Naing Tun Aung knew he was lucky: he had his first hearing aids fitted when he was 7 years old when the charity visited his school.  He remembers the first time they squirted the cold paste into his ears and having to sit still until it was ready to be taken out. They explained it was to make his own earmoulds to work with his hearing aids.

Then the special paste was taken away and a few weeks later Naing Tun Aung received his new earmoulds. They were soft and transparent and when he first put them in, they were so comfortable.  

But 6 months later, his family noticed that the hearing aids were ‘whistling’. His teacher tried changing the tubing in both earmoulds, but the ‘whistling’ continued. The teacher said that he had grown and needed new earmoulds, but Naing Tun Aung would have to wait until the next charity visit. In the meantime, they tried using petroleum jelly as the charity had shown them to seal the earmoulds, but this did not work after a while.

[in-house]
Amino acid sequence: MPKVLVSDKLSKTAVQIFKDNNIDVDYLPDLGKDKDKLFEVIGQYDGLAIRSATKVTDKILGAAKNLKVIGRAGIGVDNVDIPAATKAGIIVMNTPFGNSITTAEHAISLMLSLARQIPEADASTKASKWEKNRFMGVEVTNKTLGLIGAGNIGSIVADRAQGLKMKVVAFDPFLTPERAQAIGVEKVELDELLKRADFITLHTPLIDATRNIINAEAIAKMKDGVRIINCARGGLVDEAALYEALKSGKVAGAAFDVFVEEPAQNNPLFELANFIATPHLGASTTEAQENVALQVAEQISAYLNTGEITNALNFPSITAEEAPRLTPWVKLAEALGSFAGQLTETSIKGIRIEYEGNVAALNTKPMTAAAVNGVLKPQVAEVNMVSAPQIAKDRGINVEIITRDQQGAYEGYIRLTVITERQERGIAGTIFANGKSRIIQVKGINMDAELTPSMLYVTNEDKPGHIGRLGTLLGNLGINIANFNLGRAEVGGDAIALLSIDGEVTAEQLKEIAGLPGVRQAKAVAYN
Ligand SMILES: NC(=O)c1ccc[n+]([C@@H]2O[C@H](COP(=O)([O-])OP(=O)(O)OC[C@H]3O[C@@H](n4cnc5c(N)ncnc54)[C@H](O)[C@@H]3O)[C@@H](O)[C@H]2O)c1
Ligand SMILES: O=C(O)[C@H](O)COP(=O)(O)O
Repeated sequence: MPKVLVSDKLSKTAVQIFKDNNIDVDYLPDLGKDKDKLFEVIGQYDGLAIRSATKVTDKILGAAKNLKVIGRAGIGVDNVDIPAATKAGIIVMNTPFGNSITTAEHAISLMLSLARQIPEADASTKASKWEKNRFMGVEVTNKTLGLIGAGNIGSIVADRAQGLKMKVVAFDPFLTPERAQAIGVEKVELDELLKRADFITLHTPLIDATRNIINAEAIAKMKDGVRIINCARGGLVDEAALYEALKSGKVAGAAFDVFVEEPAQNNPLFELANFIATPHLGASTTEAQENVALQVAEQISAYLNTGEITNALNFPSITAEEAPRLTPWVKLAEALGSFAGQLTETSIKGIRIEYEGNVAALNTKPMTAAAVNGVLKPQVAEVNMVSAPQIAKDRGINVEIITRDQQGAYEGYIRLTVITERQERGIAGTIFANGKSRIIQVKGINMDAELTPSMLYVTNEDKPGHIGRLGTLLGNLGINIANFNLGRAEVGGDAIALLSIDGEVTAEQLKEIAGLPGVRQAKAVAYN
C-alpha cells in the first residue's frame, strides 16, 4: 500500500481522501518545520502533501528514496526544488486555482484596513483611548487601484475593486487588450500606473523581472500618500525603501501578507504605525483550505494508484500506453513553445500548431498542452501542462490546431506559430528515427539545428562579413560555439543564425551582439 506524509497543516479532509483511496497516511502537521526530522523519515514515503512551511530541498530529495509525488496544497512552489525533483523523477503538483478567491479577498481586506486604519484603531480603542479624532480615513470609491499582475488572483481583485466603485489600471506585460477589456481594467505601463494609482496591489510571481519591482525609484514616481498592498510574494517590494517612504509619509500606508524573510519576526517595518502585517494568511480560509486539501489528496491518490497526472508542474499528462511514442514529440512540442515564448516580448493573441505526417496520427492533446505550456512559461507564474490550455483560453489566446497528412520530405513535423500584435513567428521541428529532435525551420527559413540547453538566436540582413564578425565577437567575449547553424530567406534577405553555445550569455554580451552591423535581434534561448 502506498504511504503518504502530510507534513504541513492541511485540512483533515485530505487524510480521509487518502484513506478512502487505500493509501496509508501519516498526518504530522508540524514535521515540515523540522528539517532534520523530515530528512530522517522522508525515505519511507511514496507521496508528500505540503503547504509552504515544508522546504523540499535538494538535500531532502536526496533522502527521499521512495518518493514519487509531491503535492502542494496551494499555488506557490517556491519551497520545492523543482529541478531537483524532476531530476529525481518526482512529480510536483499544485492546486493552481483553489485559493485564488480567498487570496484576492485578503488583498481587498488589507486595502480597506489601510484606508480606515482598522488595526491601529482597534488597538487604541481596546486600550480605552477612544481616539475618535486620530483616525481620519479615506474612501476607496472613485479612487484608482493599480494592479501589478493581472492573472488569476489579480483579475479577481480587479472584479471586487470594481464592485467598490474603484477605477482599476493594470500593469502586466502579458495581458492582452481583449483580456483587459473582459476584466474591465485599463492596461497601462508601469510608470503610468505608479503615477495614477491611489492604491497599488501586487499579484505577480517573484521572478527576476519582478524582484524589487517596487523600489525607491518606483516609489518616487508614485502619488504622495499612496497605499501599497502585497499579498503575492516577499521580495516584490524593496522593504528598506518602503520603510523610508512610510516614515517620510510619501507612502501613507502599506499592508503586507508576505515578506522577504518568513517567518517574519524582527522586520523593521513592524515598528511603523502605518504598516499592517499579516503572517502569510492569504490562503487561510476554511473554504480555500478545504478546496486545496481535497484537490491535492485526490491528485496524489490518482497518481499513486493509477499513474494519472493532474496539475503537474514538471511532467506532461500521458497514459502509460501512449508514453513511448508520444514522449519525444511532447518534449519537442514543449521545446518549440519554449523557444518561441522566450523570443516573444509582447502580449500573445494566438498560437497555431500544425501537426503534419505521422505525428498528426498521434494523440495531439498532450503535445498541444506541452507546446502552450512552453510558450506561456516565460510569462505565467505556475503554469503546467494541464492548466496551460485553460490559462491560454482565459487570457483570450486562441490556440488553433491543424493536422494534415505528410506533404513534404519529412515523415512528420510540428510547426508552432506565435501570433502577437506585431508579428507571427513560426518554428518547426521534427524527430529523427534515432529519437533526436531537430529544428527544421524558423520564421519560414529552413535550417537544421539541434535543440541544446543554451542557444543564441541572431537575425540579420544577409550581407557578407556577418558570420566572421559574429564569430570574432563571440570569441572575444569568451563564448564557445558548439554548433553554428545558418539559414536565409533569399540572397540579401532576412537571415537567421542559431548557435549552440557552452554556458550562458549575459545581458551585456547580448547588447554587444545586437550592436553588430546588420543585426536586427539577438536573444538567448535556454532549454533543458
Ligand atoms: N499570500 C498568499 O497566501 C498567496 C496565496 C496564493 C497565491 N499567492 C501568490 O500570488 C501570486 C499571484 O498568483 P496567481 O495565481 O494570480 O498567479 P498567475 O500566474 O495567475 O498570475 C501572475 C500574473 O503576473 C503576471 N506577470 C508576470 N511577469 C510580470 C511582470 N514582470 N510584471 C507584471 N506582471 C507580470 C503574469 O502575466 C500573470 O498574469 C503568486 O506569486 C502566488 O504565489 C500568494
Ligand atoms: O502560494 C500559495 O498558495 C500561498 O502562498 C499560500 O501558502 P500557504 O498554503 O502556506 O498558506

The challenge has been to provide well-fitting earmoulds to keep pace with the students’ physical growth. 

This is a key focus for the charity, which aims to fund the tools and materials needed to take earmould impressions, as well as the processing and manufacture of new earmoulds, on a regular basis.

The charity has been working with local professionals and companies so that earmould impressions can be taken in school and produced locally to reduce the turnaround time.

This means that the children will continue to use their aids optimally throughout their time at school.

A donation of £15 can fund one earmould for one child. 

A donation of £40 can fund the tools and materials to take earmould impressions.